Like his mentor Yotam Ottolenghi, Ang is on a mission to prove that healthy food can be exciting and delicious
A lifetime of unforgettable memories has made Ang Ling Chee the chef he is today.
Of these, one stands out: Seeking his fortune in London during the mid-2000s, Ling answered an advertisement for a midnight baker. The job’s graveyard hours suited his purpose as he was taking English classes in the morning. His nerves deserted him, however, when he showed up at the advertiser’s premises in Notting Hill; the beautiful restaurant seemed completely out of his league. Before he could turn and flee, a tall man stepped out with a cup of coffee – meant for Ling. It was the restaurant’s owner, Yotam Ottolenghi.
Ling flunked the interview big time, unsurprisingly, he says. “They asked me to put on an apron and tested me out in the kitchen,” he recalls. “I didn’t even know what a muffin was then.” Nevertheless, the owner’s hospitality left such a deep impression that he called back three days later to ask for a second chance.
Ling went on to become a core member of Ottolenghi’s team and helped him expand his restaurant chain across London. “Years after my interview, I asked Yotam what he saw in me. He said I demonstrated persistence, the hunger to learn and the willingness to work hard.”
Life could have turned out very differently for Ling, who grew up in a small Malaysian village in Bukit Mertajam town in Penang state. At the age of 10, he worked at a noodle stall after school to earn pocket money. The early exposure sparked his interest in the food business, but when Ling broached his desire to join a cooking school after completing secondary education, “you should have heard the silence at the family dinner table,” he describes ruefully. “Cooking was not seen as a proper job for a man.”
The dutiful Asian son enrolled in an engineering course and worked as a technical engineer for a computer subcontractor. But after three years, the 25-year-old longed for more. He sold off his possessions and left for the United Kingdom, where he cleaned fryers and grills at McDonald’s by night to pay for rent and school fees.
“It was not easy, but I loved it. At school, I had friends from Kyrgyzstan, Kenya, and many other countries. Having lived in a small village all my life, London seemed so vibrant and multicultural.”
EXCITING NEW START
Months later, meeting Ottolenghi opened the door to another exciting world. “From making pastries and cakes – we did a lot of macaroons – to working in the hot kitchen, it was a great place to train as a chef and future restaurant owner,” he recalls. Here, he also developed a passion for the vegetable-focused cooking that his sifu is famous for. “Yotam always emphasised that cooking begins with studying and understanding an ingredient’s behaviour. You have to respect the ingredients.”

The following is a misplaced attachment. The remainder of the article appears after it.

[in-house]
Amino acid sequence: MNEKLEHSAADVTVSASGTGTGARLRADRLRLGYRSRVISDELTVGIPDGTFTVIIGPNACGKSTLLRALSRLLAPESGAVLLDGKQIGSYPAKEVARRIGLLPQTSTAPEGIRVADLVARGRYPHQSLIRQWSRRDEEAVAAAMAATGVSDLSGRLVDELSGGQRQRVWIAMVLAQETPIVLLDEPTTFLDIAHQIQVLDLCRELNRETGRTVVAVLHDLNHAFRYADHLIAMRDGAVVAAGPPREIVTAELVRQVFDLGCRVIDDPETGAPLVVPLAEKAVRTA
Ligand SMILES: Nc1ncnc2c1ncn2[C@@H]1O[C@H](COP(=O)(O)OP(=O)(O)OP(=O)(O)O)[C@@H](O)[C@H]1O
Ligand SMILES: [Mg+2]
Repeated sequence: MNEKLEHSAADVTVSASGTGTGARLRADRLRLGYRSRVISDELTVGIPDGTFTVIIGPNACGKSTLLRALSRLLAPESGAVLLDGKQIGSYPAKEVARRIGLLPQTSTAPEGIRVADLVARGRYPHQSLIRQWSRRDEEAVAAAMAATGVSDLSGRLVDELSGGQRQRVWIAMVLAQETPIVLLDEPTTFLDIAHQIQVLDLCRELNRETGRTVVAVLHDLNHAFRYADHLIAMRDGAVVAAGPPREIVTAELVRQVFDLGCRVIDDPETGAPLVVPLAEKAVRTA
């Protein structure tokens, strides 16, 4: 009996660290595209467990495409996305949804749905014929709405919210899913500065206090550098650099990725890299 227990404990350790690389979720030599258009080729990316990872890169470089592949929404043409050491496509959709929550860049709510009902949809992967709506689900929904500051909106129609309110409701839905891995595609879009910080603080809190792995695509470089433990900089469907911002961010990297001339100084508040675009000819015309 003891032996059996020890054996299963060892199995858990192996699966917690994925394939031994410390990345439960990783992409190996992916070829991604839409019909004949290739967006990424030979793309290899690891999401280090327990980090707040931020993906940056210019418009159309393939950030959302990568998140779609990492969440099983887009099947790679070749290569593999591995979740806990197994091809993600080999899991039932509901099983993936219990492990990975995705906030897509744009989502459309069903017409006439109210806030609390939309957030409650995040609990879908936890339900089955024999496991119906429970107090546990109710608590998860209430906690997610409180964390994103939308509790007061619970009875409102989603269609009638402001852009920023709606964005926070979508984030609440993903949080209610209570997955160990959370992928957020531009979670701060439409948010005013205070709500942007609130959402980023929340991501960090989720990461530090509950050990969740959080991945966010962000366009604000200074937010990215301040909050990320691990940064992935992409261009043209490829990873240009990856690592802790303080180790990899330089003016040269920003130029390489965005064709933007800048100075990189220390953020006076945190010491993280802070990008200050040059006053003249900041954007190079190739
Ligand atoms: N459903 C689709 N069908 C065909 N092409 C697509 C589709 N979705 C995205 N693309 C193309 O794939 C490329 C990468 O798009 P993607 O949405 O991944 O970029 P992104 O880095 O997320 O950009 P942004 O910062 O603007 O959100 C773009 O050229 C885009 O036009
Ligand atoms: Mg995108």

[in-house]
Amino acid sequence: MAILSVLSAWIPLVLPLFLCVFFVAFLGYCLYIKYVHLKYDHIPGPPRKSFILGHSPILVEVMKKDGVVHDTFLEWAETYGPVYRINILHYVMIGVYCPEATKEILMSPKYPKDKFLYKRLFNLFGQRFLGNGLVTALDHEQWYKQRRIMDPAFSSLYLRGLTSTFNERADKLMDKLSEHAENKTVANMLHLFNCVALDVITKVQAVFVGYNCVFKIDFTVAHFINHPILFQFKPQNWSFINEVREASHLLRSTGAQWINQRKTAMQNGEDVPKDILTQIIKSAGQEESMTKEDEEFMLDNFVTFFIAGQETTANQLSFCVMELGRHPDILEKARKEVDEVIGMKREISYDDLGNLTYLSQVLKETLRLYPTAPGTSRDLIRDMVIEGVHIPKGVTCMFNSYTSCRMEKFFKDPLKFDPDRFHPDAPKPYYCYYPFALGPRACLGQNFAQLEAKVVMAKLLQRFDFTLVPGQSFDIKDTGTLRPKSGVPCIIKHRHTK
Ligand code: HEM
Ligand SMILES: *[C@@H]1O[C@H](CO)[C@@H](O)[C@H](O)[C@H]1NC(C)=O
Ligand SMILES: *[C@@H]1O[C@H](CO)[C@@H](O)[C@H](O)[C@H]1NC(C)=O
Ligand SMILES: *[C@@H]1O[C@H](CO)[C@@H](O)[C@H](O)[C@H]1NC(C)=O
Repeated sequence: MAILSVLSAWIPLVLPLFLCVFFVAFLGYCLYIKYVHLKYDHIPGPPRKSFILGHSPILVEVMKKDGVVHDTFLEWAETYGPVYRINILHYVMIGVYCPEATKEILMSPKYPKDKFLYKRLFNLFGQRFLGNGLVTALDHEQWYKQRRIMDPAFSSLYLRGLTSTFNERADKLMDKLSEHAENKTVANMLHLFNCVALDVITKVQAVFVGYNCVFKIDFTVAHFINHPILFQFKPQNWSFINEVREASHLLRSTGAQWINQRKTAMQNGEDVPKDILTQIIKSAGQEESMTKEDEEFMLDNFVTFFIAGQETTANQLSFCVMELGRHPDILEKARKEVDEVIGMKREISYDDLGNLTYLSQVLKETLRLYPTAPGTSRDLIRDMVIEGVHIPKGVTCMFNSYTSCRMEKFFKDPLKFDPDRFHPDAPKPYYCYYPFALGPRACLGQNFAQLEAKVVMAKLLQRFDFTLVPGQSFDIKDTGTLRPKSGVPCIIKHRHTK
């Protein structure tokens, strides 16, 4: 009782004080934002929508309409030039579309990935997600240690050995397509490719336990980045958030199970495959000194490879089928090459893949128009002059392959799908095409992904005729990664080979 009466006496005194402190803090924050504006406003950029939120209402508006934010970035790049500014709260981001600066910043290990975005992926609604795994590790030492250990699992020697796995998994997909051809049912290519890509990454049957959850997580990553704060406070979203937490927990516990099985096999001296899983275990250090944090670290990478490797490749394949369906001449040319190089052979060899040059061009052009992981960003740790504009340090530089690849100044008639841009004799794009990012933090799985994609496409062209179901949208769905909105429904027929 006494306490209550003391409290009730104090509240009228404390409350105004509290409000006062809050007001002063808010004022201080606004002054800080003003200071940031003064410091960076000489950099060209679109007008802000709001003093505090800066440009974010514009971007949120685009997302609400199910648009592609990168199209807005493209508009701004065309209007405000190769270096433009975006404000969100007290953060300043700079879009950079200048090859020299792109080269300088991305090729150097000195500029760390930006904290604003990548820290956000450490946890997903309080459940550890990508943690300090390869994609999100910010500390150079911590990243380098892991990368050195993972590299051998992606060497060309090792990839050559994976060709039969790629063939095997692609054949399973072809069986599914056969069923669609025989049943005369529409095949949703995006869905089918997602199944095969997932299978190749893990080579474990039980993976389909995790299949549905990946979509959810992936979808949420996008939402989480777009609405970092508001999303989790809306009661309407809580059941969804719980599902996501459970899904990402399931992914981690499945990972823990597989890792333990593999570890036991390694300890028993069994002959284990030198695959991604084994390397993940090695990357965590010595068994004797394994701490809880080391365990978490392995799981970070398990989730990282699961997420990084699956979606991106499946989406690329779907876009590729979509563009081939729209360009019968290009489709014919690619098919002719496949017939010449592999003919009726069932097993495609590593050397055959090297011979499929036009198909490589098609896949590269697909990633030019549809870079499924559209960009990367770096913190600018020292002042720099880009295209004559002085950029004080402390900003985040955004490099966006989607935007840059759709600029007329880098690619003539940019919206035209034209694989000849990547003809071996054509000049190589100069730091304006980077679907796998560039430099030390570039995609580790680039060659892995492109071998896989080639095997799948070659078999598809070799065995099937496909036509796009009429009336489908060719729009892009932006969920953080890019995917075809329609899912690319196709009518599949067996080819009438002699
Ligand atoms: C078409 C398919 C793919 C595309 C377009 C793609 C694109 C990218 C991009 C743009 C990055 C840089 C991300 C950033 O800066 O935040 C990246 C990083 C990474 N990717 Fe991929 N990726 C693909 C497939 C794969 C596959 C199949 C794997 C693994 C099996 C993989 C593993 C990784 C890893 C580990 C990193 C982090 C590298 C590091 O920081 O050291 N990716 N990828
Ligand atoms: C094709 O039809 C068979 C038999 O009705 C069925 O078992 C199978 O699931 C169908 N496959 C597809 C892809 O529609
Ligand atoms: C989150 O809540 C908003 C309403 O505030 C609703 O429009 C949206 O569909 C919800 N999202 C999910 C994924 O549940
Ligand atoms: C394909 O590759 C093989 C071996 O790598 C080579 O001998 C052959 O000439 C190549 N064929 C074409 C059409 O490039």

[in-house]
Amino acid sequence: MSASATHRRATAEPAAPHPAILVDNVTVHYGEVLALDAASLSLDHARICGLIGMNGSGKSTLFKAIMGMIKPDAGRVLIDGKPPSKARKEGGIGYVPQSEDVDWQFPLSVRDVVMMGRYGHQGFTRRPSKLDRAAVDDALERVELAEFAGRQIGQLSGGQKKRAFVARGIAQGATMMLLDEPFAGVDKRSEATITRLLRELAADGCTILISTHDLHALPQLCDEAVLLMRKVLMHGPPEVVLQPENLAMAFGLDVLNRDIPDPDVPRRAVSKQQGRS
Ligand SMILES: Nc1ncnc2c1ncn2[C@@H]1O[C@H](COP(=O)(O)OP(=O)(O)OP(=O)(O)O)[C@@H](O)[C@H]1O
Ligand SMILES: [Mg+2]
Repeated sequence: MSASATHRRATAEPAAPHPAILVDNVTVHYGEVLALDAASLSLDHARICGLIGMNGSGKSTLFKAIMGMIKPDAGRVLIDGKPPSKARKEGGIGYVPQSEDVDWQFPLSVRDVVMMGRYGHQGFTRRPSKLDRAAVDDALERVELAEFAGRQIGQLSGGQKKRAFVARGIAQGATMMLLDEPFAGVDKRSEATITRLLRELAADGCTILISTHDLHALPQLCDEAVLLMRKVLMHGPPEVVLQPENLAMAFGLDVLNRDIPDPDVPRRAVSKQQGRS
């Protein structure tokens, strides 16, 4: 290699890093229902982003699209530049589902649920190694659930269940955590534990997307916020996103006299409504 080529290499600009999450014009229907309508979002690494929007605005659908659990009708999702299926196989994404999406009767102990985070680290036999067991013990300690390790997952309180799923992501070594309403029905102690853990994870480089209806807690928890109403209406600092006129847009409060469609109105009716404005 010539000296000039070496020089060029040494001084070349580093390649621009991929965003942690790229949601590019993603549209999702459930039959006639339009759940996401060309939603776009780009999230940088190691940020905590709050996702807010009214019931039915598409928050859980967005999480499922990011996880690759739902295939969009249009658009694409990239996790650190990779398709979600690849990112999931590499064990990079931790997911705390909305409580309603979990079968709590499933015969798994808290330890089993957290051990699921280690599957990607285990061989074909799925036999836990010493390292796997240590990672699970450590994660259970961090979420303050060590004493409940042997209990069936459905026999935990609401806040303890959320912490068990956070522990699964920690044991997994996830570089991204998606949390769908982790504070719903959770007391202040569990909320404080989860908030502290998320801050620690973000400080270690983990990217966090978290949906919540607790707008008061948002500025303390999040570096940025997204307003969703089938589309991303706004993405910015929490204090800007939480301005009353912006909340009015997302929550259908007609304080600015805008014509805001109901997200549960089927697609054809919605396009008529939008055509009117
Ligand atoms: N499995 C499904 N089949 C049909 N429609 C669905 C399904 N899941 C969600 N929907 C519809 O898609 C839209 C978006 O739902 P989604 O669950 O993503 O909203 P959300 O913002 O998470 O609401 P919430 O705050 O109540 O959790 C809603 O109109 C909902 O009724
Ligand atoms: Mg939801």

Though Ling frequently credits Ottolenghi for being a generous teacher, there is no denying the Malaysian’s obvious talent. Ottolenghi frequently picked his brain to devise new recipes for his restaurant. “Yotam liked to refresh his menu to keep things exciting,” he says. Ling did so well that his employer sponsored his enrolment into a culinary arts programme at Hammersmith & West London College so that he could join the team as a permanent staff (a formal certificate is a prerequisite to obtaining a working visa).
After spending nearly 10 years in the United Kingdom, Ling was ready for a change. Not speaking a word of Russian, he accepted an offer to consult for Correas, one of Russia’s biggest Western fine-dining restaurant chains. A two-week stint stretched to two years, during which he trained Correas’ huge stable of chefs from more than 40 outlets.
With his pedigree, Ling could have gone anywhere, but for his next move, he chose to join his wife – an English-language teacher he met in London – in Japan. After a two-year break to look after their newborn twins, he ran a popular Western healthy-eating concept restaurant in Osaka.
Then in 2018, the dice of fate rolled again. His cousin, Ewen Lim, a successful entrepreneur and health enthusiast, had a vision for popularising healthy eating in Malaysia and needed a creative partner. Who else would fit the bill?
In retrospect, Ling’s return to Malaysia has a lot to do with timing. “This may come as a surprise to fans, but back in the day, it was an uphill struggle for Ottolenghi to popularise his vegetable-heavy, small-plates dining concept in London. Many nights when we faced an empty restaurant at dinner time, I would ask him worriedly, ‘What are we going to do?’ Yotam advised me to be patient and give our customers time to accept our food.”